OPINION: Hospitality industry needs to appeal as a great career choice

Chef Richard Hughes

Chef Richard Hughes - Credit: Submitted

The hotel and restaurant trade has always been a challenge - that’s one of the reasons why we love it so much. 

Fast-paced, pressurised, hard work, unsociable hours -  the phrase "never a dull moment" could have been coined for the hospitality industry.   

After 45 years at the hotplate, I thought I’d seen it all, but the last two years have felt like a rollercoaster ride, hanging on for dear life as we churn up and down, seemingly with no one at the controls.

As we approached the finishing line of our best-ever trading year in 2019/20, the shutters came down with a jolt as Covid-19 closed the business almost overnight. 

What we thought would be a hiatus for a matter of weeks turned into months. 


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We worried if the business would survive, made plans for events that never materialised, were thankful for the jackpot of the Eat Out to Help Out scheme and VAT cuts, faced closure again, reopened with mystifying regulations and then hoped the summer of 2021 signalled the finish line.  

Our biggest worry of whether the customers would return proved unfounded. They returned in droves.

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What we didn’t factor in was the problem as to who would cook or serve the starving masses. It's estimated that one in five workers have left the hospitality sector leaving more than 120,000 vacancies in the industry.

Daily stories are emerging of businesses closing, either because of track and trace, infections or, more likely, a dearth of candidates available to fill positions in the kitchen and front of house. 

One of the grandest hotels in the West End, The Langham, hit the nail succinctly on the head: ‘’We can serve Champagne faster than we can open it, the issue is, who is going to pour it?’’ 

The Norfolk coast looked set for its busiest summer on record, but there’s no room at the inn for the disorganised visiting the county: many businesses are having to stop their lunch trade, restrict customer numbers or offer picnics for the beach in lieu of breakfast.

The Assembly House is lucky as we have a solid backbone of excellent, loyal staff members, many of whom have worked for the business for decades.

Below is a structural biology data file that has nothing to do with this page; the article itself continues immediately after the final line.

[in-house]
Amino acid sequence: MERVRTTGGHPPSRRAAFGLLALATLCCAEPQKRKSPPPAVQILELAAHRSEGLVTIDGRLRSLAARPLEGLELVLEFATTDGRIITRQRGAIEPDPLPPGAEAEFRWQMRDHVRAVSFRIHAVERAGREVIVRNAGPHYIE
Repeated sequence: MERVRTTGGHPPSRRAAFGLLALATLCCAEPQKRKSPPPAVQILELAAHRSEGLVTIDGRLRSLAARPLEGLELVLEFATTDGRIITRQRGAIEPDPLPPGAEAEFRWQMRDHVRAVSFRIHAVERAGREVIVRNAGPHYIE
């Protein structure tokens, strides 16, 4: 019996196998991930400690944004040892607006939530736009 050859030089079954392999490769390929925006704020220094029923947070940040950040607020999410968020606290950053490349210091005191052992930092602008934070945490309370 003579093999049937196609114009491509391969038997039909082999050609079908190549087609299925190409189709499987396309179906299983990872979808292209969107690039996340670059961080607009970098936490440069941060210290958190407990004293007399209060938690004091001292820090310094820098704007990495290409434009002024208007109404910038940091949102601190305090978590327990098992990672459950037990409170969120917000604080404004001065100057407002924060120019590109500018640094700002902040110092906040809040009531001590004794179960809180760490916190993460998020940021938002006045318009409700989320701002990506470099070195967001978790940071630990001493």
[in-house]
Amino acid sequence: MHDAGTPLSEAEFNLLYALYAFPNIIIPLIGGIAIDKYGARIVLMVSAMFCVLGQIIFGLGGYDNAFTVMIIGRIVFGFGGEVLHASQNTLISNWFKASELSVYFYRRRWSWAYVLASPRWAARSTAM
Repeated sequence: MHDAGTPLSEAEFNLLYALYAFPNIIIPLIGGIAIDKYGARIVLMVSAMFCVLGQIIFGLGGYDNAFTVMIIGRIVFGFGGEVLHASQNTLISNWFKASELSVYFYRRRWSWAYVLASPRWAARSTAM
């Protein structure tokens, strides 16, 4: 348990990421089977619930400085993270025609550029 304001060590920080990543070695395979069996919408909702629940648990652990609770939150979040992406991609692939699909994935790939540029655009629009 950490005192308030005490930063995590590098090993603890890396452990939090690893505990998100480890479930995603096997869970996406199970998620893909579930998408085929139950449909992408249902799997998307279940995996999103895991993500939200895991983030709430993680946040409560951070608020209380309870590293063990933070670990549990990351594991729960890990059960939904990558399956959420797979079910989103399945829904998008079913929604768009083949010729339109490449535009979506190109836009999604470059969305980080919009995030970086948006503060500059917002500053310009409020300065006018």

We were proud to be chosen as one of the top 30 hospitality employers in the UK (as voted by staff) earlier this summer and we’ve always put the emphasis on staff retention rather than relentless recruitment.  

Although exacerbated by the sudden demand on a dwindling pool of workers, this isn’t a new problem for our industry.  

The perception is that hospitality isn’t a “proper” job: it’s a peculiarly British attitude, although one propped up by the Government which only recently categorised our industry as “low-skilled”, making our Eastern European workmates feel unwelcome.

On the continent, waiting staff are all-powerful and the chef regarded on a par with dentists, doctors or teachers. In the UK we love to eat in restaurants but sadly, not many of us would encourage our offspring to work in one.

I remain, however, relentlessly optimistic. 

This is a terrific industry to be involved in: exciting, fun, challenging and the rewards can be immense. 

To be a chef or waiting staff means guaranteed employment and a skill that is transferable across the globe: wherever you go there will be a job waiting for you, giving you a freedom and lifestyle that is liberating and a set of work colleagues who will be friends for life. 

And ultimately you have a job description like no other - your job is to make people happy, the greatest gift of all, a skill you can't learn easily and which can’t be taught in classrooms.

We are so good at selling our food, our restaurants and hotels, our holidays and our county. Now is the time that, as an industry, we must concentrate on selling ourselves as great places to work that offer great careers.

But until we get our act together, as the saying goes, the whole world is short-staffed, so please be kind to those who turned up!

Richard Hughes is Chef Director of The Assembly House Norwich and The Richard Hughes Cookery School

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